Sunday, December 25, 2016

True or Imaging or Both?

"Red Gas,” by Edward Topol (Eduard Vladimirovich Topolberg), 1985

This is a story of the last days of the USSR.  It is 1983.  The gerontological leadership of the Soviet CP is still in power.  However, Andropov is dying, Chernenko is waiting in the wings for his 6 month tour, while Gorbachev is up and coming.  A large gas project centered on the Yamal Pennisula just east of the Ural Mountains in Siberia is to be completed, sending gas to Europe and earning the USSR billions in ‘hard’ currency.

Nenets family in a 'choom' - similar to a teepee
The towns of Urengoi and Salekhard on the Ob River are central locations – the latter a place where Trotsky was exiled during Czarist times.  The story is based on perhaps actual news reports of a serious fire in the gas compressor station at Urengoi in January 1984 which delayed the opening of the pipeline.  Due to censorship, the exact cause of the fire is not known, so Topol has constructed a perhaps fictional story of indigenous resistance and sabotage around this news event. 

It is the story of the Nenets people who live on the Yamal, also insulting called ‘Samoyeds’ by ethnographers.  They live similarly to the Inuit people of Alaska and Canada – living as reindeer herders, hunters and trappers of valuable furs and fisherman in the rivers and ocean, in spite of efforts by the Soviets to make them agricultural workers.  It is a familiar story of the destruction of the natural environment – the animals, forests and rivers; the importation of alcoholism and money; the rape of women and girls - the contradiction between a Russified industrial or agricultural economy in ‘socialist’ clothing and a hunter/gatherer society that refuses to be assimilated.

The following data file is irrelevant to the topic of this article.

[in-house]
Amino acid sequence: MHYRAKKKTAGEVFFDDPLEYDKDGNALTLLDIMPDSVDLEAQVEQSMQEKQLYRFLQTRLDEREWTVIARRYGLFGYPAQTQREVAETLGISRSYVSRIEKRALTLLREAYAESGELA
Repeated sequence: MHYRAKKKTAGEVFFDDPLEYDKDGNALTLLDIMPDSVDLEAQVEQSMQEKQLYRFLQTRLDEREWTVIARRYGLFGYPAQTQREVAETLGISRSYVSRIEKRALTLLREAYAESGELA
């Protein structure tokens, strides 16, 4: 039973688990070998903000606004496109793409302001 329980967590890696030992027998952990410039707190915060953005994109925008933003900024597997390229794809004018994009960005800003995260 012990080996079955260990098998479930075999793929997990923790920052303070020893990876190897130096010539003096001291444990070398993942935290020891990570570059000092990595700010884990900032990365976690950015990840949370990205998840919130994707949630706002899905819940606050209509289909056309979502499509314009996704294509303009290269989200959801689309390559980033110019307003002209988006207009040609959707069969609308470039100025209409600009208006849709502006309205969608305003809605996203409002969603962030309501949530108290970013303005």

The lead character is a female Soviet police investigator who is part of a task-force trying to solve the mutilations and deaths of 3 prominent Russian scientists & engineers in the Yamal by 3 escaping prisoners from a labor camp.  According to Nenets legend, an 18th century liberator of the Nenets, Vauli Piettomin,  killed Russians and cut off their ears and penises, and this is what happened to these scientists too.  The story ultimately centers around the rape of two 12 year old Nenets girls.  A reader will figure out far quicker than the characters in the story who did what, though it is constructed as a ‘mystery.’ 

The best parts are the description of life in the bitter Arctic cold and that of the Nenets people themselves.   There are now around 40,000 Nenets still living on the Yamal.

Topol, born in Azerbaijan and the author of ‘Red Square,’ emigrated to the US in 1978.  Prior to that, he was a Soviet journalist who went frequently above the Arctic Circle, which gives the stories their reality.  The writer is anti-Soviet and anti-Russian, but he does paint a realistic picture of the sufferings of the Nenetsi.  Of note, in 2016 the warm weather in the Yamal exposed anthrax infected bodies from old prison camp burial grounds, which then infected locals and reindeer.  The past lives on.

And I bought it in Napier, New Zealand
Red Frog
December 25, 2016    

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